Migration to fibre in New Zealand should not be left to chance, says David Kennedy, analyst firm Ovum’s telecoms research director for Asia-Pacific.
If the Government remains committed to its Ultra Fast Broadband (UFB) programme, a migration timetable, including a scheduled shutdown of copper-based fibre to the node (FTTN) is the logical next step.
Kennedy says recent regulated pricing changes, which saw the wholesale cost of copper-based broadband reduced by 23%, not only significantly affected network operator Chorus' revenue base and investment capacity, but will also make fibre “relatively unattractive” to end users.
Ovum's view is the impact of the decision will reach beyond Chorus, affecting take-up of fibre by making copper relatively more attractive to end users and to the retail internet service providers who supply them.
“Chorus and the other UFB investors are structurally separated and so are dependent on these ISPs to promote fibre to end-users,” he says. “The ISPs now have less incentive to do so.”
An Ernst & Young report confirmed an NZ$1b fibre funding gap, Kennedy says, and proposes a range of changes, including price increases on unregulated products and quality reductions to reduce costs.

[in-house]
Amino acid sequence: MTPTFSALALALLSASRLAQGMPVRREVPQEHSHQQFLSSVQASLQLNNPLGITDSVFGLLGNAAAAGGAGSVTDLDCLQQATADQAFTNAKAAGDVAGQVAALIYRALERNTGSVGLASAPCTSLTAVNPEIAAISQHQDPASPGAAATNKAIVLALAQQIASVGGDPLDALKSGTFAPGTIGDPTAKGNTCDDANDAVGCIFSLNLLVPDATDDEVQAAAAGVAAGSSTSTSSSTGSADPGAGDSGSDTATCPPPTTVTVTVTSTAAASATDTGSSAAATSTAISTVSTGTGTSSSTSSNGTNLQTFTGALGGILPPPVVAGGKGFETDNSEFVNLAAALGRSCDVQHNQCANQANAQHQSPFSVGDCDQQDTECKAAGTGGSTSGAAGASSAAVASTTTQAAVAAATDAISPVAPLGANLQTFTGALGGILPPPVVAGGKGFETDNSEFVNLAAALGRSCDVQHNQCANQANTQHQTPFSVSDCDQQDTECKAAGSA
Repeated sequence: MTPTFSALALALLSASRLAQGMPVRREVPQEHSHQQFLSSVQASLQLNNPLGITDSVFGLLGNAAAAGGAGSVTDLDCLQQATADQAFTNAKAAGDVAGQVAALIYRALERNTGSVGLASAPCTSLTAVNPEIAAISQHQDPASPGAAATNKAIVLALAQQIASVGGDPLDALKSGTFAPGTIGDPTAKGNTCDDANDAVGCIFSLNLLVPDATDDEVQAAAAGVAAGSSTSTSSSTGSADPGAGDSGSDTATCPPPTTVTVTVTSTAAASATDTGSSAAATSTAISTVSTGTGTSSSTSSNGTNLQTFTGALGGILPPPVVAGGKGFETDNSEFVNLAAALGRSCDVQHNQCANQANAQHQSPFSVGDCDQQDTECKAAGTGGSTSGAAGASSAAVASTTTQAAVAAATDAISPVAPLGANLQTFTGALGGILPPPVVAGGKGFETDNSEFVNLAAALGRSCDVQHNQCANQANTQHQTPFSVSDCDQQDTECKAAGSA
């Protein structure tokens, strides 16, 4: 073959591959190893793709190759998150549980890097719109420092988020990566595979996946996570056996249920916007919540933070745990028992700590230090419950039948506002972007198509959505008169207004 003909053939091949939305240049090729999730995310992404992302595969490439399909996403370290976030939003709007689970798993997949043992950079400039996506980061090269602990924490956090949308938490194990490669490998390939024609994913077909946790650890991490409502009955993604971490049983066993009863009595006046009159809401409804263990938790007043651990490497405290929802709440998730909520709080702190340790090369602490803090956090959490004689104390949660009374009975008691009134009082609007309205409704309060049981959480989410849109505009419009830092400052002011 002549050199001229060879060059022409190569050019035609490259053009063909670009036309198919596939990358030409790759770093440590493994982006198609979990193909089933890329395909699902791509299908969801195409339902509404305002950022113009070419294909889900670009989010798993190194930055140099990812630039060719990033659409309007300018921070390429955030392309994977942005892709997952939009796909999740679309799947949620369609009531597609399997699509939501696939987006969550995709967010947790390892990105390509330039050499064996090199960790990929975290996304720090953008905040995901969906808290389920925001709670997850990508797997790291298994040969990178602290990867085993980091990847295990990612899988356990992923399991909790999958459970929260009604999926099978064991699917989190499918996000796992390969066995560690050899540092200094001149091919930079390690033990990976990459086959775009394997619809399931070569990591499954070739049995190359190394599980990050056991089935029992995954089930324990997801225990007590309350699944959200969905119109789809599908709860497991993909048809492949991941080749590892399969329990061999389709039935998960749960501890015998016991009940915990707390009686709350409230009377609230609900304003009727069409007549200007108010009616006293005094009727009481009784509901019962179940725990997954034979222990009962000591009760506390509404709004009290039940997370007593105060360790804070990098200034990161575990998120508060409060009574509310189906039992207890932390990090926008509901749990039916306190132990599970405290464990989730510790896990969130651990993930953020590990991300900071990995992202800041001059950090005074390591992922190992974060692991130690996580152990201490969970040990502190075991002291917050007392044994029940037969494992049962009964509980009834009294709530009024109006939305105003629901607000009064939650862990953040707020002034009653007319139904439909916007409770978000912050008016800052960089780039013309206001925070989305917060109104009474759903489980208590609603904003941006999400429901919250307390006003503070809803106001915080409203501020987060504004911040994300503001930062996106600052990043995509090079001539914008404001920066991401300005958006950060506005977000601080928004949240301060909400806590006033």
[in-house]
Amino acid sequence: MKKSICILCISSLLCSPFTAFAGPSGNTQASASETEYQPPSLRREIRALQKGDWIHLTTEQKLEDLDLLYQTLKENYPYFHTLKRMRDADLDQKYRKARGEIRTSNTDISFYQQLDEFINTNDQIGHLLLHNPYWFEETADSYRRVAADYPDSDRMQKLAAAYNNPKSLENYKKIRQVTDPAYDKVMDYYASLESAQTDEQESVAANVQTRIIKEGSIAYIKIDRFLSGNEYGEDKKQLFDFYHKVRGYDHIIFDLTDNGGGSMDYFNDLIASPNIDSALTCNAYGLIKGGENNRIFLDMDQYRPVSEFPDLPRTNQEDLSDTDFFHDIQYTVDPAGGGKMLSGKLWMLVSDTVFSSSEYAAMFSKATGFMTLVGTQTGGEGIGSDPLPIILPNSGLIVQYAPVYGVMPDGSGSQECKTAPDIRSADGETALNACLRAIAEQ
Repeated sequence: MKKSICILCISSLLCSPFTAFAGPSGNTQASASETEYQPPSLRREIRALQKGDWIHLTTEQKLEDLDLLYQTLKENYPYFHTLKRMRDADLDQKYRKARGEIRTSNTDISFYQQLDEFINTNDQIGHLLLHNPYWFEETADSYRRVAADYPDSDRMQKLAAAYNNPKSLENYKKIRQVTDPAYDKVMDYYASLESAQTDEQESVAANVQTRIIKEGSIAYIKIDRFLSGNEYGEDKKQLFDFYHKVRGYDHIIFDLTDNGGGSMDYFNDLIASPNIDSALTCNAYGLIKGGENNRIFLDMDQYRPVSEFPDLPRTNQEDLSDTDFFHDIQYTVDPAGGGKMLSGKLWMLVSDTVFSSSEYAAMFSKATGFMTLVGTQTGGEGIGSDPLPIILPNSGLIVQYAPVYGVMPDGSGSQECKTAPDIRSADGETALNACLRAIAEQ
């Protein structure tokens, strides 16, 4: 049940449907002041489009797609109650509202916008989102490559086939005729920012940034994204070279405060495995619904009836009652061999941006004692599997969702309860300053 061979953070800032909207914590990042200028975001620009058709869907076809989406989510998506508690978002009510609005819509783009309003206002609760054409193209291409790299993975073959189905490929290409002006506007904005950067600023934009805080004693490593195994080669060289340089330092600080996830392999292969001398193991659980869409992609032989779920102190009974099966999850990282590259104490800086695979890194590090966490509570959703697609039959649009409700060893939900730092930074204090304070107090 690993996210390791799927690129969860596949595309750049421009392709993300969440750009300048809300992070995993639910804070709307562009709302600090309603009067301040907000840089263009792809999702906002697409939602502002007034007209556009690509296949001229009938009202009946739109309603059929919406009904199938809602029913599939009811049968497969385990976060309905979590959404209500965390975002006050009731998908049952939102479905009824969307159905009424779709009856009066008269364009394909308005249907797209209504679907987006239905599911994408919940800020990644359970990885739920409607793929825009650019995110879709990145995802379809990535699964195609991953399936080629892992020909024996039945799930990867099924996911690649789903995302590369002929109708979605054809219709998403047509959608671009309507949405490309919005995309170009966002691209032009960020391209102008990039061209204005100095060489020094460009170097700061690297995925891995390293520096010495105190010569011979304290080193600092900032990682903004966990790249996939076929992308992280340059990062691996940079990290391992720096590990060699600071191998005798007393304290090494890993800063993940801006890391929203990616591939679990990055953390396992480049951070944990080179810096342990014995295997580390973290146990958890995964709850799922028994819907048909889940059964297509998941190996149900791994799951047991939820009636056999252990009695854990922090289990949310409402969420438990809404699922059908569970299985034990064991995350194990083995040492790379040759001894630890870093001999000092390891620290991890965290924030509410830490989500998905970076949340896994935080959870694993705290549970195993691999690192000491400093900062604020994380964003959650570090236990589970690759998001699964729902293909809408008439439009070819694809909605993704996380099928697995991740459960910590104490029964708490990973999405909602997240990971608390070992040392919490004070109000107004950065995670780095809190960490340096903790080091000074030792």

“It is naive to think that such a large shortfall will be borne by shareholders alone,” Kennedy says. “Much of the shortfall can be addressed, but it is becoming clearer that this will come at a price to users.”
Beyond that, a fundamental problem remains: tensions in the New Zealand telecommunications policy framework will persist as long as New Zealand has two access networks, FTTN and UFB, operating in parallel.
“Apart from the pricing problems, New Zealand telecommunications would operate much more efficiently if demand were consolidated onto one fixed access network. Policy currently envisages a gradual, organic migration to fibre, but at some point the FTTN network must be shut down in the UFB footprint.”
Consumer and user advocate Paul Brislen, one of the leaders of an anti “copper tax” campaign to ensure the copper price cuts were not legislated away, agrees.
Brislen, chief executive of the Telecommunications Users Association, told ZDNet Chorus owns both networks.
“I don't care terribly much what they do with it once they've installed the fibre,” he says.
“There will be 25% of the population left without access to fibre so they'll need to be considered in the next phase, but once you've got fibre in, I'd pull the copper out.”
Brislen says this is not a forced migration: it’s “carrots, not sticks”.
“It just doesn’t make any sense for homes to be served by both copper and fibre. There’s no point running both in to a house.”